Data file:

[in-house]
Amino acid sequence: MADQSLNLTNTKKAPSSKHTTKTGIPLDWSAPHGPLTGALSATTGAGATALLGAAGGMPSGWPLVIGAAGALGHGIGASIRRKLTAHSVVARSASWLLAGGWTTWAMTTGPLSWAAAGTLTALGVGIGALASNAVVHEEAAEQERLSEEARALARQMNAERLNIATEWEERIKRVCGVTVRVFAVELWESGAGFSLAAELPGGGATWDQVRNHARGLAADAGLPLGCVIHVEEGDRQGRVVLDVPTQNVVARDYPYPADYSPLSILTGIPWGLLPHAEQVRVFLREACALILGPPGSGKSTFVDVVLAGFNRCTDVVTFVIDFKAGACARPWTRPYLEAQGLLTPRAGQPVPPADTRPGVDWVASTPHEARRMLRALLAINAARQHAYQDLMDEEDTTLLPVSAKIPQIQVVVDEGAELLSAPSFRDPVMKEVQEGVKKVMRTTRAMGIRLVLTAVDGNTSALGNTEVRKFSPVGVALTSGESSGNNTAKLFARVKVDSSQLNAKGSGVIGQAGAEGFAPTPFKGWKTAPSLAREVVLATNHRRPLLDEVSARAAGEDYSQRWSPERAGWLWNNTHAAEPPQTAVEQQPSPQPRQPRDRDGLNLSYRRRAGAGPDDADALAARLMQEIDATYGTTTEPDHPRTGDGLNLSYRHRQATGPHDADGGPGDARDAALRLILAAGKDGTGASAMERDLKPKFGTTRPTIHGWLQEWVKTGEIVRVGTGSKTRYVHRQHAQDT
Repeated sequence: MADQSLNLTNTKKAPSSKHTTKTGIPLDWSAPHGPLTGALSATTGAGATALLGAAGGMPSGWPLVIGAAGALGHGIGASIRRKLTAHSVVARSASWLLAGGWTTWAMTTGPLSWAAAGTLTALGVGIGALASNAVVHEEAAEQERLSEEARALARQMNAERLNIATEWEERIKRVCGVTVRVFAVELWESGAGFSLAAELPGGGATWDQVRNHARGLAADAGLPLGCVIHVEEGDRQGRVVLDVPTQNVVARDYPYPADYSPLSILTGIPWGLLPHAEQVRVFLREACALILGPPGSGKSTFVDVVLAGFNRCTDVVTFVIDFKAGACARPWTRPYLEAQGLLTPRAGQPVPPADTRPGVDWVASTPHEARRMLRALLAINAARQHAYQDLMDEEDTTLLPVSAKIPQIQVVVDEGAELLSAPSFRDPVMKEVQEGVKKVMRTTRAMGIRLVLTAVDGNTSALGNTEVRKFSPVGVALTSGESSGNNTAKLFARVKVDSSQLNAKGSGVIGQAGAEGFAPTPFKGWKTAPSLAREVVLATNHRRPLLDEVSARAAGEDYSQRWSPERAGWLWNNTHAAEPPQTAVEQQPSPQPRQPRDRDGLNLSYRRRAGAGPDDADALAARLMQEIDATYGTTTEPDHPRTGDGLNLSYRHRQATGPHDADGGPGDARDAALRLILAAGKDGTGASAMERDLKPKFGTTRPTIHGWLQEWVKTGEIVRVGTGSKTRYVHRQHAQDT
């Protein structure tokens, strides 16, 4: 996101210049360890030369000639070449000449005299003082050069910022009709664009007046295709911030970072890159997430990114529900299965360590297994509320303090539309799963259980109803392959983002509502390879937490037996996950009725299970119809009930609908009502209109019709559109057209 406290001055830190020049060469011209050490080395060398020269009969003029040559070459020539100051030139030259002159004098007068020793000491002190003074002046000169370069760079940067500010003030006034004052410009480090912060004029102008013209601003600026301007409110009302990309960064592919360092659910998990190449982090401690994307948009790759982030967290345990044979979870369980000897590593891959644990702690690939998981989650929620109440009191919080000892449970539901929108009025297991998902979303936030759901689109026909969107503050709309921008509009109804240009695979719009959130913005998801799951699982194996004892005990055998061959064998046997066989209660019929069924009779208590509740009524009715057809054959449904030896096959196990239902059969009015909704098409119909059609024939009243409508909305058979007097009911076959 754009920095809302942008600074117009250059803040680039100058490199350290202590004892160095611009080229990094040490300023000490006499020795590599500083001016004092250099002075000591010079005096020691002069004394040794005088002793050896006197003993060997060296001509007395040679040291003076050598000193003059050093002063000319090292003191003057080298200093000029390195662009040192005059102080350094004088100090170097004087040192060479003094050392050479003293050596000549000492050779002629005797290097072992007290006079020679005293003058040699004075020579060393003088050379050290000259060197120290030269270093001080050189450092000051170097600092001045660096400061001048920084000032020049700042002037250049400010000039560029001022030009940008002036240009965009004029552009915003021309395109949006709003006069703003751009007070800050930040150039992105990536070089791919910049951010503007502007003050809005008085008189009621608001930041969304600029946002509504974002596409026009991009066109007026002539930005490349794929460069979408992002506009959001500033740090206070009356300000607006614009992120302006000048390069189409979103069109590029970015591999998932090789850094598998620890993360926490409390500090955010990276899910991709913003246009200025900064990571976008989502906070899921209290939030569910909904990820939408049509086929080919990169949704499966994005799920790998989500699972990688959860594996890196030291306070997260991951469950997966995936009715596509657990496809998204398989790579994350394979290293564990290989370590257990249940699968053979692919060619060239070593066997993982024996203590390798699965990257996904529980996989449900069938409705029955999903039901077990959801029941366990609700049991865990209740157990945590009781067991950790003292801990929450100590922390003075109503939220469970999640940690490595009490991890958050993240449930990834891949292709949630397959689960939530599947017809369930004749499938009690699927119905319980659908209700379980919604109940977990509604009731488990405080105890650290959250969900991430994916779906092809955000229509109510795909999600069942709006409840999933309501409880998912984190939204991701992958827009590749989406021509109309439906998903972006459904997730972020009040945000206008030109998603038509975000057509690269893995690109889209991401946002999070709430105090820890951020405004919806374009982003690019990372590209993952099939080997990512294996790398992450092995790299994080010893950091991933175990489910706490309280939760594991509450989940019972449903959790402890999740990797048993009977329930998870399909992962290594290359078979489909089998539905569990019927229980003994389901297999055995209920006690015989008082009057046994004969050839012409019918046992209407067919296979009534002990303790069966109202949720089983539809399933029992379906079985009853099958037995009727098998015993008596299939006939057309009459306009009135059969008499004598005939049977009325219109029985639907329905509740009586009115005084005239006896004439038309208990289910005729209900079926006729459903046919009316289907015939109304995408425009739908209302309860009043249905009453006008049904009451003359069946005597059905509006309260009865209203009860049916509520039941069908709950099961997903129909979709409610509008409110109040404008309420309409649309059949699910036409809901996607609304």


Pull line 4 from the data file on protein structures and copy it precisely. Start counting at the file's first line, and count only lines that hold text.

């Protein structure tokens, strides 16, 4: 996101210049360890030369000639070449000449005299003082050069910022009709664009007046295709911030970072890159997430990114529900299965360590297994509320303090539309799963259980109803392959983002509502390879937490037996996950009725299970119809009930609908009502209109019709559109057209 406290001055830190020049060469011209050490080395060398020269009969003029040559070459020539100051030139030259002159004098007068020793000491002190003074002046000169370069760079940067500010003030006034004052410009480090912060004029102008013209601003600026301007409110009302990309960064592919360092659910998990190449982090401690994307948009790759982030967290345990044979979870369980000897590593891959644990702690690939998981989650929620109440009191919080000892449970539901929108009025297991998902979303936030759901689109026909969107503050709309921008509009109804240009695979719009959130913005998801799951699982194996004892005990055998061959064998046997066989209660019929069924009779208590509740009524009715057809054959449904030896096959196990239902059969009015909704098409119909059609024939009243409508909305058979007097009911076959 754009920095809302942008600074117009250059803040680039100058490199350290202590004892160095611009080229990094040490300023000490006499020795590599500083001016004092250099002075000591010079005096020691002069004394040794005088002793050896006197003993060997060296001509007395040679040291003076050598000193003059050093002063000319090292003191003057080298200093000029390195662009040192005059102080350094004088100090170097004087040192060479003094050392050479003293050596000549000492050779002629005797290097072992007290006079020679005293003058040699004075020579060393003088050379050290000259060197120290030269270093001080050189450092000051170097600092001045660096400061001048920084000032020049700042002037250049400010000039560029001022030009940008002036240009965009004029552009915003021309395109949006709003006069703003751009007070800050930040150039992105990536070089791919910049951010503007502007003050809005008085008189009621608001930041969304600029946002509504974002596409026009991009066109007026002539930005490349794929460069979408992002506009959001500033740090206070009356300000607006614009992120302006000048390069189409979103069109590029970015591999998932090789850094598998620890993360926490409390500090955010990276899910991709913003246009200025900064990571976008989502906070899921209290939030569910909904990820939408049509086929080919990169949704499966994005799920790998989500699972990688959860594996890196030291306070997260991951469950997966995936009715596509657990496809998204398989790579994350394979290293564990290989370590257990249940699968053979692919060619060239070593066997993982024996203590390798699965990257996904529980996989449900069938409705029955999903039901077990959801029941366990609700049991865990209740157990945590009781067991950790003292801990929450100590922390003075109503939220469970999640940690490595009490991890958050993240449930990834891949292709949630397959689960939530599947017809369930004749499938009690699927119905319980659908209700379980919604109940977990509604009731488990405080105890650290959250969900991430994916779906092809955000229509109510795909999600069942709006409840999933309501409880998912984190939204991701992958827009590749989406021509109309439906998903972006459904997730972020009040945000206008030109998603038509975000057509690269893995690109889209991401946002999070709430105090820890951020405004919806374009982003690019990372590209993952099939080997990512294996790398992450092995790299994080010893950091991933175990489910706490309280939760594991509450989940019972449903959790402890999740990797048993009977329930998870399909992962290594290359078979489909089998539905569990019927229980003994389901297999055995209920006690015989008082009057046994004969050839012409019918046992209407067919296979009534002990303790069966109202949720089983539809399933029992379906079985009853099958037995009727098998015993008596299939006939057309009459306009009135059969008499004598005939049977009325219109029985639907329905509740009586009115005084005239006896004439038309208990289910005729209900079926006729459903046919009316289907015939109304995408425009739908209302309860009043249905009453006008049904009451003359069946005597059905509006309260009865209203009860049916509520039941069908709950099961997903129909979709409610509008409110109040404008309420309409649309059949699910036409809901996607609304």